Chasetown Pharmacy won last year’s Pharmacy Business Health and Beauty Awards. And for good reason, as Neil Trainis discovers…
It is a busy day for Kath Hyden at Chasetown Pharmacy but she finds time to chat about health and beauty, the pharmacy’s successes and community pharmacy’s prospects as the government seeks to wring as much revenue from it as it can.
It is little surprise given she finds time for everyone who walks into the pharmacy. Pleasant and talkative, Chasetown’s retail supervisor is unashamedly pro-health and beauty even if it does conjure up images of perfumes, skin creams and hair colourants. The types of things that might make a commissioner interested in clinical healthcare run for cover.
“That’s not a perception we have had here,” she says, refusing to accept the idea that a pharmacist who places a heavy accent on beauty might be considered a shopkeeper rather than a healthcare professional.
“Our customers know we’re up there on the medical side. We have technicians, we have pharmacists. It’s not all about that, it’s not only about health and beauty. We do household goods, babycare, convenience, we do everything.”
Winners of the Pharmacy Business health and beauty award last year, Chasetown Pharmacy care about what its customers want as much as how it is perceived as a business. If its customers want Oil of Olay, then Oil of Olay they shall get. It is not rocket science. It is about meeting a need and pharmacies are businesses at the end of the day. Profit is not a dirty word.
To those who believe pharmacy should be about clinical healthcare not beauty Kath says: “I would totally disagree. Quite a lot of people come in specifically asking ‘do you do this brand, do you do that brand?’
“We can’t keep every brand in the shop, it’s not big enough. So we offer cheaper versions. We know some people are not well-off so we stock brands they can buy.”
Health and beauty, she estimates, generates “about 15 to 20%” of Chasetown’s turnover. “We do sell quite a lot of health and beauty products,” she adds.
Her job as retail supervisor is fulfilling. “My role is to order goods in, look at promotions. I know what sells in this area, what sells in that area. You’ve got to get to know the customers and what they’re going to buy.
“I get promotions from different suppliers and I’ve got to get the stock that’s needed as well as getting the shop looking nice.”
The pharmacy has come a long way since Kath arrived in 2008. Having faced considerable competition from local discount retailers, their first instinct was to compete solely on price. As soon as it became clear that tactic was not working, attention turned to the advice their knowledgeable team give customers.
“It’s quite a deprived area but you get that in every area,” she says. “We try to take the really cheap products out and get middle-of-the-road products in, products customers like to buy, and we would explain this product’s benefit to customers. We’ve turned things around.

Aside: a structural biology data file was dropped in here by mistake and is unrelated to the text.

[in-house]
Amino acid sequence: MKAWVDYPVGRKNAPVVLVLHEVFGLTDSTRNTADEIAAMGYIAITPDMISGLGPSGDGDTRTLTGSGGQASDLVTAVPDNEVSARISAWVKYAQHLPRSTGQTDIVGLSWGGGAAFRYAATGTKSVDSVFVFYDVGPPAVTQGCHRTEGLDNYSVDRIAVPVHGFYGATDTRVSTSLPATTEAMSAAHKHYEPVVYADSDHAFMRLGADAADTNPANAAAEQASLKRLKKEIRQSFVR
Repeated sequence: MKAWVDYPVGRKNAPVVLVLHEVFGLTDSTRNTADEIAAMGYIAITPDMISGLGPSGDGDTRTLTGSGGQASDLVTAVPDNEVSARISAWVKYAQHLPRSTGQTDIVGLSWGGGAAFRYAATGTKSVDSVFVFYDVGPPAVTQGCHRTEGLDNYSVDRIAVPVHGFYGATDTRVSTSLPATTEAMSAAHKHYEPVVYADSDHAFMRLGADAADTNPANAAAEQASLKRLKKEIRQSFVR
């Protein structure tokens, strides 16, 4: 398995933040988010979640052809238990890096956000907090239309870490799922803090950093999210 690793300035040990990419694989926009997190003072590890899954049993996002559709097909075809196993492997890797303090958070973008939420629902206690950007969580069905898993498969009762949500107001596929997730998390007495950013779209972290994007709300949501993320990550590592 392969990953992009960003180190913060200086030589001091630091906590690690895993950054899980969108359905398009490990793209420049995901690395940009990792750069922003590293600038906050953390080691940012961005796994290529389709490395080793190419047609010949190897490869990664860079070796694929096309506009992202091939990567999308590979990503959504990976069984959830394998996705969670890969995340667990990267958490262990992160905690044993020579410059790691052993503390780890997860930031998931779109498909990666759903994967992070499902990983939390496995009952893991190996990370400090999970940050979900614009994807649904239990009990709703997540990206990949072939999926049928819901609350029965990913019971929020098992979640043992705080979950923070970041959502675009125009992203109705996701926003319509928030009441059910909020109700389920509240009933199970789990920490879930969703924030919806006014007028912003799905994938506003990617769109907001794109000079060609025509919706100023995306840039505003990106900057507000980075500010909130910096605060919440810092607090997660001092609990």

“I remember when I first started. The pharmacy was cluttered. There were colouring books lying around and pencils. I thought ‘this is crazy. This is a pharmacy.’ We’ve phased all that out.”
Significant space in the pharmacy has been given over to retail and that has produced enhanced sales from new and existing customers. Yet rather than pack as many products as they can on to the shelves, their secret has been to use that retail space shrewdly.
“You need to have a range but not a massive range because customers don’t know which one to go for,” Kath says. “That’s why I have one type of cheaper make-up and one type of more expensive make-up. We needed to readdress what’s going to sell in this area. It’s about knowing your customer.”
An example is pregnancy testing. They restricted that to the popular Clearblue range and, as the Pharmacy Business Awards roving judge Richard Brown noted upon his visit to the pharmacy last year, “the advice and support the team offers is superior to other local retailers and that has resulted in huge customer satisfaction.”
Pharmacies placing more emphasis on retail rather than clinical services might be forgiven for doing so given the government’s decision to slash community pharmacy funding. Kath insists Chasetown has not felt the force of the cuts yet but somewhat ominously adds “it’s early days.”
“We haven’t seen anything yet I have to say. But it’s early days. Our figures are still up. Our takings are near enough the same as last year. On the clinical side, we’re up on the prescriptions.”
Although the team at Chasetown have not suffered any ill-effects from the cuts, it must be festering on their minds.
“When we heard about it we thought ‘gosh, are we going to have to cut the numbers, what if they do this and do that? But our head office will implement (a contingency plan) I’m sure,” Kath says with no trace of panic.
There is a hint of anger at what the government is doing to community pharmacy, all in the name of austerity and efficiency. With a general election looming, it is fair to say at least one voter will not be casting for the Conservatives.
“I don’t think they value pharmacy,” Kath insists. “It’s always been the same with the Conservatives, looking after number one. I’m not really into politics but you see on the news they are looking out for themselves.
“I wouldn’t vote for the Tories. I never have.”